1/2 pound portobello mushrooms, roughly chopped
1/2 pound white mushrooms, roughly chopped
4 cloves garlic, chopped
3 tablespoons brandy
1 tablespoon low-sodium soy sauce
1 tablespoon chopped fresh rosemary
1/2 tablespoon fresh thyme leaves
3/4 cup dried currants soaked in 1 cup orange juice and 2 tablespoons brandy for 30 minutes (optional)
Drain beans, discarding soaking liquid, and add to a large, heavy pot. Add enough water to cover beans by 1 inch. Do not add salt, as it will slow the cooking process. Cover and bring to a boil. Reduce heat and simmer, covered, until beans are very tender, 45 minutes to 1 hour. Drain beans.
Preheat oven to 300 degrees. Spread cashews on a baking sheet and roast 10 minutes, or until lightly browned, tossing once about halfway through.
Heat the olive oil in a large skillet on medium heat. Add the onion and carrot, and season with salt and pepper. Cook, stirring frequently, until lightly browned. Add the mushrooms and garlic, season with salt and pepper, and cook until mushrooms start to release their liquid. Increase heat to medium high and continue cooking, stirring frequently, until mushrooms are lightly browned and liquid evaporates.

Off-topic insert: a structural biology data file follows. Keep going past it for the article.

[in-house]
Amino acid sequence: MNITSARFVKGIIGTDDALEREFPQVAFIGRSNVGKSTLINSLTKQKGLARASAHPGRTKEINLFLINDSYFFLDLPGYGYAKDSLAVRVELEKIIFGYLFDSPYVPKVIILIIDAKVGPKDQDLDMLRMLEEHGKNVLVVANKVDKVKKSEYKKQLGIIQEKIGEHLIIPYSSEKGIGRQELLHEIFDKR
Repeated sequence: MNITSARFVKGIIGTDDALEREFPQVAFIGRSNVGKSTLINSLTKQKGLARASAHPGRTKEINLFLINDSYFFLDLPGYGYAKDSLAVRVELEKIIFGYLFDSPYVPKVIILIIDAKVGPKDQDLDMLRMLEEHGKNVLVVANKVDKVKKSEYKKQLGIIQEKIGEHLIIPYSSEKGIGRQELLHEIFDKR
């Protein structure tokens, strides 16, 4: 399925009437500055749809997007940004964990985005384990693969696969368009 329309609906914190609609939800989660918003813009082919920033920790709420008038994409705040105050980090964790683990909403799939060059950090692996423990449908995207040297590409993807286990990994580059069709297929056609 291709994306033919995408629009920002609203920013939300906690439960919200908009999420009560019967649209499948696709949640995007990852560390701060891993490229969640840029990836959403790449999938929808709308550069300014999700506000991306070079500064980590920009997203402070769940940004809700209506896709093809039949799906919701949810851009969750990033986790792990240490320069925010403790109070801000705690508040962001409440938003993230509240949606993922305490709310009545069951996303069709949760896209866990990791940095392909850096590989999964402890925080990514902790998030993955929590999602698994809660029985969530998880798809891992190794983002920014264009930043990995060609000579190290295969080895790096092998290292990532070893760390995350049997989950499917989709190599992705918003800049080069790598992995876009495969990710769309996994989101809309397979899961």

Add the beans, cashews and mushroom mixture to a food processor. Add the brandy, soy sauce and herbs. Process until mixture is smooth, scraping down the sides as needed. Season with salt and pepper to taste. You should need about 1/4 to 1/2 teaspoon salt.
If you are using the currants, drain them and pat dry. Transfer pate to a large bowl and stir in the currants. Transfer pate to ramekins, mason jars or other serving dish. Chill for 8 hours or overnight to allow flavors to blend. Serve chilled or at room temperature with crudites, baguette slices or crackers. Pate will keep in the refrigerator for 5 to 7 days.